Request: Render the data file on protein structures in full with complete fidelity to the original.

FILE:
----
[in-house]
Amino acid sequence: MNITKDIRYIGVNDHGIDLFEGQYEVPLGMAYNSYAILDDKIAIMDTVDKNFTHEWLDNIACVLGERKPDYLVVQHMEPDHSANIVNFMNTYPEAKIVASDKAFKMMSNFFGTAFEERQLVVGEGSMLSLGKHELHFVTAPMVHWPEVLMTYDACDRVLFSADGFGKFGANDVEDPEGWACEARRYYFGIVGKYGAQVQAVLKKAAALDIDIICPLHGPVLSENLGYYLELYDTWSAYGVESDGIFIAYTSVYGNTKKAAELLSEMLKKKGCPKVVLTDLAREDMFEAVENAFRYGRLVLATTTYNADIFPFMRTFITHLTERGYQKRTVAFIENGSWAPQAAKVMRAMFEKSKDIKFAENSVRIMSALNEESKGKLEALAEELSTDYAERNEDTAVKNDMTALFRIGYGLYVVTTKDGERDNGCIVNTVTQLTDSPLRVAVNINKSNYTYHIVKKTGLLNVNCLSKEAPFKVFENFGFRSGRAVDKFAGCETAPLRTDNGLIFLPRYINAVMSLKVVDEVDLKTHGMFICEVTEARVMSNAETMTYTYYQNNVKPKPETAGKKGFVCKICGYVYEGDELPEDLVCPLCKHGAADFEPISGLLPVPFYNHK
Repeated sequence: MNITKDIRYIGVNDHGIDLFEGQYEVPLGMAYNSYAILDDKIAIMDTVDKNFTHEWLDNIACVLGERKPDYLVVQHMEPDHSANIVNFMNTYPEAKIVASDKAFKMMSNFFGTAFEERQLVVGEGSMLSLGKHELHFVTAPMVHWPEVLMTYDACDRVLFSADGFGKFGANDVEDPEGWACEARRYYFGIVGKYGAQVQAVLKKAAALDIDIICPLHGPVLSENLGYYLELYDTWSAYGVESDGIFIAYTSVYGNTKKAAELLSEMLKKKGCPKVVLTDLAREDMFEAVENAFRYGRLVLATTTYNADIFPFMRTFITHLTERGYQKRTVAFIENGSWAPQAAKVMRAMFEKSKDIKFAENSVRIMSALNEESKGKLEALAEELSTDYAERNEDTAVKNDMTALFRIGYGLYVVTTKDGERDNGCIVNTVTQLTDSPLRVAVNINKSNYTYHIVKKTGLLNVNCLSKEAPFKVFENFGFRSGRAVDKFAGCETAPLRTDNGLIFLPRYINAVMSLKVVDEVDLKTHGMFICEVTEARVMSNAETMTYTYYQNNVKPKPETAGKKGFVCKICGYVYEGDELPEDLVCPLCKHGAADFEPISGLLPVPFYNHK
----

[in-house]
Amino acid sequence: MNITKDIRYIGVNDHGIDLFEGQYEVPLGMAYNSYAILDDKIAIMDTVDKNFTHEWLDNIACVLGERKPDYLVVQHMEPDHSANIVNFMNTYPEAKIVASDKAFKMMSNFFGTAFEERQLVVGEGSMLSLGKHELHFVTAPMVHWPEVLMTYDACDRVLFSADGFGKFGANDVEDPEGWACEARRYYFGIVGKYGAQVQAVLKKAAALDIDIICPLHGPVLSENLGYYLELYDTWSAYGVESDGIFIAYTSVYGNTKKAAELLSEMLKKKGCPKVVLTDLAREDMFEAVENAFRYGRLVLATTTYNADIFPFMRTFITHLTERGYQKRTVAFIENGSWAPQAAKVMRAMFEKSKDIKFAENSVRIMSALNEESKGKLEALAEELSTDYAERNEDTAVKNDMTALFRIGYGLYVVTTKDGERDNGCIVNTVTQLTDSPLRVAVNINKSNYTYHIVKKTGLLNVNCLSKEAPFKVFENFGFRSGRAVDKFAGCETAPLRTDNGLIFLPRYINAVMSLKVVDEVDLKTHGMFICEVTEARVMSNAETMTYTYYQNNVKPKPETAGKKGFVCKICGYVYEGDELPEDLVCPLCKHGAADFEPISGLLPVPFYNHK
Repeated sequence: MNITKDIRYIGVNDHGIDLFEGQYEVPLGMAYNSYAILDDKIAIMDTVDKNFTHEWLDNIACVLGERKPDYLVVQHMEPDHSANIVNFMNTYPEAKIVASDKAFKMMSNFFGTAFEERQLVVGEGSMLSLGKHELHFVTAPMVHWPEVLMTYDACDRVLFSADGFGKFGANDVEDPEGWACEARRYYFGIVGKYGAQVQAVLKKAAALDIDIICPLHGPVLSENLGYYLELYDTWSAYGVESDGIFIAYTSVYGNTKKAAELLSEMLKKKGCPKVVLTDLAREDMFEAVENAFRYGRLVLATTTYNADIFPFMRTFITHLTERGYQKRTVAFIENGSWAPQAAKVMRAMFEKSKDIKFAENSVRIMSALNEESKGKLEALAEELSTDYAERNEDTAVKNDMTALFRIGYGLYVVTTKDGERDNGCIVNTVTQLTDSPLRVAVNINKSNYTYHIVKKTGLLNVNCLSKEAPFKVFENFGFRSGRAVDKFAGCETAPLRTDNGLIFLPRYINAVMSLKVVDEVDLKTHGMFICEVTEARVMSNAETMTYTYYQNNVKPKPETAGKKGFVCKICGYVYEGDELPEDLVCPLCKHGAADFEPISGLLPVPFYNHK